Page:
Yet Another Milestone I’d Rather Avoid

tombstone2

 

According to the saying, “A diamond is forever.”  That’s why engagement rings have diamonds – they symbolize permanence.  But I know a rock that makes a diamond look as fleeting as a Popsicle on a summer sidewalk, and that’s a tombstone.

My husband and I just bought cemetery plots.

This shouldn’t be a big deal – after all, I’m on our church cemetery board.   But I must admit the experience has me a bit rattled.   When you buy a grave, you’re coming face-to-face with some major-league, weighty truths:

  • I am a grownup. I can think of a million things I’d rather spend our hard-earned cash on: designer clothes, exotic vacations or cosmetic surgery.  We could have bought a sophisticated condo in the city or a beach-front time-share in Waikiki.  Instead, our secondary residence is a little getaway in Forest Lawn.   I’m hoping 57-year-old Peg’s righteous glow of self-satisfaction will eventually outshine inner-21-year-old Peg’s disgust at such a sucky use of money.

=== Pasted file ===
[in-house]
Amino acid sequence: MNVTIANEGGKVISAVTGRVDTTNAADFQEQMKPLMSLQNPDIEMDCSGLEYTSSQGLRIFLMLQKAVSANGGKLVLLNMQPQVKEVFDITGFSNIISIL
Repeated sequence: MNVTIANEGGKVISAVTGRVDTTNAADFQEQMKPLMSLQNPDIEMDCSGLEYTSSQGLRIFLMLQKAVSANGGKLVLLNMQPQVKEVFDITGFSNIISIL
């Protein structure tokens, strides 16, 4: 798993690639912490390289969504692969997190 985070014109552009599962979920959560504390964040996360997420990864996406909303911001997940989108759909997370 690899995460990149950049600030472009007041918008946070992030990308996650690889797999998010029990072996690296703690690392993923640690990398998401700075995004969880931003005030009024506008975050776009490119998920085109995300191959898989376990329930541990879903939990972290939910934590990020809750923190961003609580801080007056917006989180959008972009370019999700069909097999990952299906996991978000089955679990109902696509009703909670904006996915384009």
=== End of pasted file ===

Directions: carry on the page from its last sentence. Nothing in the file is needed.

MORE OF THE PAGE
•  I am going to stay here forever.   My parents dragged us around the cemeteries in my hometown every Memorial Day when we were kids.   We weeded around the headstones while Mom told us how the people under them fit into our family tree.  Now we’ve got a place for our kids to weed and recite our lineage.  Nothing tethers you to an area like being permanently planted in the ground there.

Don’t get me wrong; I like it fine here.  But I’ve always held the secret fantasy of living somewhere a bit more exotic.  I could see myself in a hut on a tropical island, living off fish and coconuts (supplemented by a monthly supply boat full of Little Debbie Snack Cakes.)   Fat chance of that happening now.  We’ve done the last real estate deal you’ll ever do.

  • I am going to be with this person forever. Most of us mean it when we take our marriage vows; I certainly did, and after almost 35 years I think it’s safe to say this relationship is going to last.  But there’s always that teeny, tiny voice in the back of one’s head whispering, “If this doesn’t work, I’m outta here!”  No more.   You don’t know the meaning of the word “commitment” until you agree to lie side-by-side with someone for eternity.